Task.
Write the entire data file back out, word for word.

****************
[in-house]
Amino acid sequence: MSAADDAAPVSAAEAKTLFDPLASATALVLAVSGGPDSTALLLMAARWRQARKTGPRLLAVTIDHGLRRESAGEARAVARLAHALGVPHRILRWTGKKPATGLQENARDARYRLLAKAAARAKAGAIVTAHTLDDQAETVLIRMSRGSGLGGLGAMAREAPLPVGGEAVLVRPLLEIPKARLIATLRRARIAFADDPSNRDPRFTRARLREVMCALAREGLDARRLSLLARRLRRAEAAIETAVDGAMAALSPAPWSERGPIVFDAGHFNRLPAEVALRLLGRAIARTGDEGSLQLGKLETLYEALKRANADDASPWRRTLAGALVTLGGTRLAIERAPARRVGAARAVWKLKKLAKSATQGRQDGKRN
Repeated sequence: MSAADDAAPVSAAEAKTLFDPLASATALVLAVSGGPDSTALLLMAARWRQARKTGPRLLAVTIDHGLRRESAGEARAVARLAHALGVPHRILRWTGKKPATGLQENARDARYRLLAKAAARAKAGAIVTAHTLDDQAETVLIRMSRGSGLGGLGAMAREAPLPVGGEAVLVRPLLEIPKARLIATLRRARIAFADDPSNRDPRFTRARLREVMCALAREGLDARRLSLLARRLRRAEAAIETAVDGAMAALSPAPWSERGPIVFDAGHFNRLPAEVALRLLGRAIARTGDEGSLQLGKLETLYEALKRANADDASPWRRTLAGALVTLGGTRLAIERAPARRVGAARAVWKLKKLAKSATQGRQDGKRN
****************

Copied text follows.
[in-house]
Amino acid sequence: MSAADDAAPVSAAEAKTLFDPLASATALVLAVSGGPDSTALLLMAARWRQARKTGPRLLAVTIDHGLRRESAGEARAVARLAHALGVPHRILRWTGKKPATGLQENARDARYRLLAKAAARAKAGAIVTAHTLDDQAETVLIRMSRGSGLGGLGAMAREAPLPVGGEAVLVRPLLEIPKARLIATLRRARIAFADDPSNRDPRFTRARLREVMCALAREGLDARRLSLLARRLRRAEAAIETAVDGAMAALSPAPWSERGPIVFDAGHFNRLPAEVALRLLGRAIARTGDEGSLQLGKLETLYEALKRANADDASPWRRTLAGALVTLGGTRLAIERAPARRVGAARAVWKLKKLAKSATQGRQDGKRN
Repeated sequence: MSAADDAAPVSAAEAKTLFDPLASATALVLAVSGGPDSTALLLMAARWRQARKTGPRLLAVTIDHGLRRESAGEARAVARLAHALGVPHRILRWTGKKPATGLQENARDARYRLLAKAAARAKAGAIVTAHTLDDQAETVLIRMSRGSGLGGLGAMAREAPLPVGGEAVLVRPLLEIPKARLIATLRRARIAFADDPSNRDPRFTRARLREVMCALAREGLDARRLSLLARRLRRAEAAIETAVDGAMAALSPAPWSERGPIVFDAGHFNRLPAEVALRLLGRAIARTGDEGSLQLGKLETLYEALKRANADDASPWRRTLAGALVTLGGTRLAIERAPARRVGAARAVWKLKKLAKSATQGRQDGKRN